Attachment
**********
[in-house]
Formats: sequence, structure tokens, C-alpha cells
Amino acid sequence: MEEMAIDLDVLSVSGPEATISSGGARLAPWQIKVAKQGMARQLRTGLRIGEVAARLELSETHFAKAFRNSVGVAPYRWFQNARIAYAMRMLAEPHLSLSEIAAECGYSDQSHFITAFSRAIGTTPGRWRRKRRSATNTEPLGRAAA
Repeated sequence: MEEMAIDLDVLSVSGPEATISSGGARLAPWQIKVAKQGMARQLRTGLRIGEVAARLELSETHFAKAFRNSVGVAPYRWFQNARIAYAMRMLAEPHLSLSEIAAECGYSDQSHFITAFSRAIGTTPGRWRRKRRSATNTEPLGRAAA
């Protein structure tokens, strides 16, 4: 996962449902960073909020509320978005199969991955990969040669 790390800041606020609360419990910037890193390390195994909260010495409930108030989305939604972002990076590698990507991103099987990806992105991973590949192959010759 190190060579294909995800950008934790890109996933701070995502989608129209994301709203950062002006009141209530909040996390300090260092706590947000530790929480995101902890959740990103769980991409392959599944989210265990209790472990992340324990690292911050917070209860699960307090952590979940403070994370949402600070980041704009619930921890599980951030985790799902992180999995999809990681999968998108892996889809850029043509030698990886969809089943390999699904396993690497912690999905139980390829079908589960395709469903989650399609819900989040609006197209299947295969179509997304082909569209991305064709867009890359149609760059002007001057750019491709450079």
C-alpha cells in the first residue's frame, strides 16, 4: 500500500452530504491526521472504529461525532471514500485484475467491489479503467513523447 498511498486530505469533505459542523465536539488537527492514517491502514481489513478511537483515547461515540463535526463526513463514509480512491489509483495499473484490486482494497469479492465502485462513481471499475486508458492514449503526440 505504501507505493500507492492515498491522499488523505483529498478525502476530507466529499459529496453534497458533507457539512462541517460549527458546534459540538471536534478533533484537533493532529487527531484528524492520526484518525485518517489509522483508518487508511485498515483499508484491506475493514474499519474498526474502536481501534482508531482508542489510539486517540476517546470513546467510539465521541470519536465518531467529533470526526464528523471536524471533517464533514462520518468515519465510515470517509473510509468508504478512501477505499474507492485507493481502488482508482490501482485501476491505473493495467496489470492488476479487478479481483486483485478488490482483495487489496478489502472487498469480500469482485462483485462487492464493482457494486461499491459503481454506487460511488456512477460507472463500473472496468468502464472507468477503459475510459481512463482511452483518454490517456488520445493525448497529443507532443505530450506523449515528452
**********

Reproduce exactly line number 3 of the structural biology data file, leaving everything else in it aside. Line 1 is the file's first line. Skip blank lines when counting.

Amino acid sequence: MEEMAIDLDVLSVSGPEATISSGGARLAPWQIKVAKQGMARQLRTGLRIGEVAARLELSETHFAKAFRNSVGVAPYRWFQNARIAYAMRMLAEPHLSLSEIAAECGYSDQSHFITAFSRAIGTTPGRWRRKRRSATNTEPLGRAAA